By Dr. Jillian Harrington, PhD, MB(ASCP), HCLD/TS(ABB) on July 22, 2022
Before the COVID-19 pandemic, you probably never drove your car to a testing site to pull up, roll down your window, receive a test, drive away and then get a result via email. The typical experience prior to 2020 was to go into a doctor's office to receive testing and diagnosis for any illness. But that's all changing. COVID-19 proved that traditional models were lacking in support and scalability and over the last few years the landscape of viral testing has evolved to include new models such as drive-through testing, mobile units, and pop-up testing sites.
Among many things, COVID-19 changed the testing landscape by bringing the importance of laboratory testing to the forefront. It illuminated the need for laboratory personnel to perform much-needed testing and it also highlighted the fact that there are not enough testing personnel to support the level of testing needed by individuals on a day-to-day basis. Many hospital systems do not fund laboratory services to the level that is needed with personnel or equipment.
COVID-19 was also challenging because of the shortage of supplies and testing reagents needed to support the levels of testing required. It pushed laboratories and hospital labs to work collaboratively to produce creative solutions to problems that had not been faced before. It also allowed for labs to coordinate into cohesive testing networks, something that also had never been done before to support the nation's needs.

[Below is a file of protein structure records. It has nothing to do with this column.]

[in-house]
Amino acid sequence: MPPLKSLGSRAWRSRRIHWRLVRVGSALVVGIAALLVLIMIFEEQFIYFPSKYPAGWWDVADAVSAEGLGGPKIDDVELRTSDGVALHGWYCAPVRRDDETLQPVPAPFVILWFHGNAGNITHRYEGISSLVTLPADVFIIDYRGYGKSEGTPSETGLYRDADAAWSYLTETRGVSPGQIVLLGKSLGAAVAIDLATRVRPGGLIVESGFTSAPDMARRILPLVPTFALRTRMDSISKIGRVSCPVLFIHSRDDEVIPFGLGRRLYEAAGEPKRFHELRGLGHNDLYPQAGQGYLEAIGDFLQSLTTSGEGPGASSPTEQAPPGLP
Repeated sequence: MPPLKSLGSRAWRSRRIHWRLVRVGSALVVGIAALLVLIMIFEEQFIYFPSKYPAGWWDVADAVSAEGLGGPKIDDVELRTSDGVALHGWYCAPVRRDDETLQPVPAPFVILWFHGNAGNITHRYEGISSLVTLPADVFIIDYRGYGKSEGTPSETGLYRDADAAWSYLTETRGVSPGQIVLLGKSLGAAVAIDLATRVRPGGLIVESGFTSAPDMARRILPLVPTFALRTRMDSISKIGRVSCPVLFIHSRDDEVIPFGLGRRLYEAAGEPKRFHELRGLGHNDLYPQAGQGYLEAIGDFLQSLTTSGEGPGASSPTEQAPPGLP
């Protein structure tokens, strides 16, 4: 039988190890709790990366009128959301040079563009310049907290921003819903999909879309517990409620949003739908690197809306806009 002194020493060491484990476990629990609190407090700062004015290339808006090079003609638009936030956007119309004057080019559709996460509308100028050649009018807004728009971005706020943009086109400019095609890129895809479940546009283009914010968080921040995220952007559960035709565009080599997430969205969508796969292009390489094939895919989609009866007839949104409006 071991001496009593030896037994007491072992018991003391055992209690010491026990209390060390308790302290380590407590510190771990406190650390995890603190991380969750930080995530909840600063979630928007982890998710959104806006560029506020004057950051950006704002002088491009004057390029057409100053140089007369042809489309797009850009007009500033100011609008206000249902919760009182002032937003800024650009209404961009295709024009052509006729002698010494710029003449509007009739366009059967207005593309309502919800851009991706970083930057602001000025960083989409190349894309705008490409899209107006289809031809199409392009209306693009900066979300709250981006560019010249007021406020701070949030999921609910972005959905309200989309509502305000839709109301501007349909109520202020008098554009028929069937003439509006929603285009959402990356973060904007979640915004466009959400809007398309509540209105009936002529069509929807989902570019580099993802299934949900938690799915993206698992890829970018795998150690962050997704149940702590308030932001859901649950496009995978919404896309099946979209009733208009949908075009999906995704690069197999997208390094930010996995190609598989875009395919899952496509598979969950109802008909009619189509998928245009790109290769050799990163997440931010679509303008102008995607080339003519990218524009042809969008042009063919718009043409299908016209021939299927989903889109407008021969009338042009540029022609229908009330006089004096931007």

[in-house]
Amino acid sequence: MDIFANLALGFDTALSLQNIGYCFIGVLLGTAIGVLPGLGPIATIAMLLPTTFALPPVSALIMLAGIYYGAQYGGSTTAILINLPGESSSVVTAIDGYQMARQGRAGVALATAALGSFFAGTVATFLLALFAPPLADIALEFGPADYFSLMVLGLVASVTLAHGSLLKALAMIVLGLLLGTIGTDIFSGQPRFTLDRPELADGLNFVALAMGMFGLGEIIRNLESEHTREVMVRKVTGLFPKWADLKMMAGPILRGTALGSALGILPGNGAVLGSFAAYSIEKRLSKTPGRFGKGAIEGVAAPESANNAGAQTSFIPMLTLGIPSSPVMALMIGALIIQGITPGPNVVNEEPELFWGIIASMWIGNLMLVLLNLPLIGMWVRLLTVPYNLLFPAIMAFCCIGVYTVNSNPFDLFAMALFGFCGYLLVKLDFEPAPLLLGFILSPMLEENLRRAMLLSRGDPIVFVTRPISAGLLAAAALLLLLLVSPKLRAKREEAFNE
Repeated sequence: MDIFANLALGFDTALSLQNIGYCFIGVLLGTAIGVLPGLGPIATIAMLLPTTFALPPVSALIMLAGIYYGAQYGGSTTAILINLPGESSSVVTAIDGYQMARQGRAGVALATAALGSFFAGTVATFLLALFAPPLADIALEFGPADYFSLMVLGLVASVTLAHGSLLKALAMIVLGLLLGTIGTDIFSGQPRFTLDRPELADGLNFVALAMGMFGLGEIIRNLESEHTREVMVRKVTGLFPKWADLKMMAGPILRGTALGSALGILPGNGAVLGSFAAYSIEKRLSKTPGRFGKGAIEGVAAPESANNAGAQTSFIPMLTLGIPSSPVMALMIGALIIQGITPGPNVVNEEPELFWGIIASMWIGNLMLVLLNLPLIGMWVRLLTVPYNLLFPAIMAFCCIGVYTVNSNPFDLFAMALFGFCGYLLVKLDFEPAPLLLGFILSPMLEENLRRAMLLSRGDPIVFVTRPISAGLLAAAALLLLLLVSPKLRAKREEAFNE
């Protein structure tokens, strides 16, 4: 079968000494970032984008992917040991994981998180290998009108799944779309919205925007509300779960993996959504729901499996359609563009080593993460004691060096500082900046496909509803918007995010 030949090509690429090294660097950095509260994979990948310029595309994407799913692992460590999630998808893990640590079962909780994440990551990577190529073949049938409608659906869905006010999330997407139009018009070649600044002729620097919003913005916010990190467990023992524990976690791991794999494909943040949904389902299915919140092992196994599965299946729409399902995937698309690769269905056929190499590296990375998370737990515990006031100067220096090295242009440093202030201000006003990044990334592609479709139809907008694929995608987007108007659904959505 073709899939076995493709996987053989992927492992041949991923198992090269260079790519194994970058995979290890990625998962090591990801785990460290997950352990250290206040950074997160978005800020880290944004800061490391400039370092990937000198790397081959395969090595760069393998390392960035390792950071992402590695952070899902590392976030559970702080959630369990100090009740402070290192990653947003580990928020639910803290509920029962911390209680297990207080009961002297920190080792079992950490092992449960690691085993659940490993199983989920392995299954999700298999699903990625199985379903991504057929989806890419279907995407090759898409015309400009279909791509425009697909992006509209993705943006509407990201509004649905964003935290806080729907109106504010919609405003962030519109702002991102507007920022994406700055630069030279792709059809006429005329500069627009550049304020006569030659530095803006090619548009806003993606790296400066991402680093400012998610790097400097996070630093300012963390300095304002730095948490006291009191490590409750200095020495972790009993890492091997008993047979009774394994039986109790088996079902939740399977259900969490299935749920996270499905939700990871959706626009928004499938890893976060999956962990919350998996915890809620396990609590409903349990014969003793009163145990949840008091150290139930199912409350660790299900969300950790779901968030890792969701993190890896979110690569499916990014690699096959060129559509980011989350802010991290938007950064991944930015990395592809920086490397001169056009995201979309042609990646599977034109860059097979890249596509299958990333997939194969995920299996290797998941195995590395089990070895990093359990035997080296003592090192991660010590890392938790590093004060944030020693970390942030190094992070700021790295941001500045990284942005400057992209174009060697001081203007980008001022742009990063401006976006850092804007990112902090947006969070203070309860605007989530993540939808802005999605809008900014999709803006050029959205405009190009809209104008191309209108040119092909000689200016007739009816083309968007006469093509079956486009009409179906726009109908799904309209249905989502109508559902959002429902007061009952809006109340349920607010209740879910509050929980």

The testing landscape has transferred from the traditional model of doctor office, lab, home into drive through testing and pop-up testing sites to support the testing needs. This was critical because it allowed for the massive testing that was needed while also serving to protect the much-needed healthcare workers and services in clinics and hospitals.
This type of testing has many advantages including:
Ease of collection
Protects healthcare workers
Easy for people to do on a break from work or with kids in the car
Now that we know this works for COVID-19 and there are several advantages to testing this way, what other viruses could be tested in a similar manner?
Most respiratory viruses can be tested in this setup including Flu A/B, RSV and Strep. It could also expand to include basic care issues such as ear infections, conjunctivitis and skin rashes. Any care to include a sample that is easy to collect that does not need total privacy for collection works well with this model.
Nomi Health has already expanded several drive-up and pop-up testing sites to include testing for Flu A/B, RSV and Strep.
COVID-19 has changed a lot of things in the healthcare industry and testing has been at the forefront. We learned that we do not need to visit a doctor's office every time we feel sick or need a test, these new models can be more efficient and convenient and alleviate already overloaded clinics.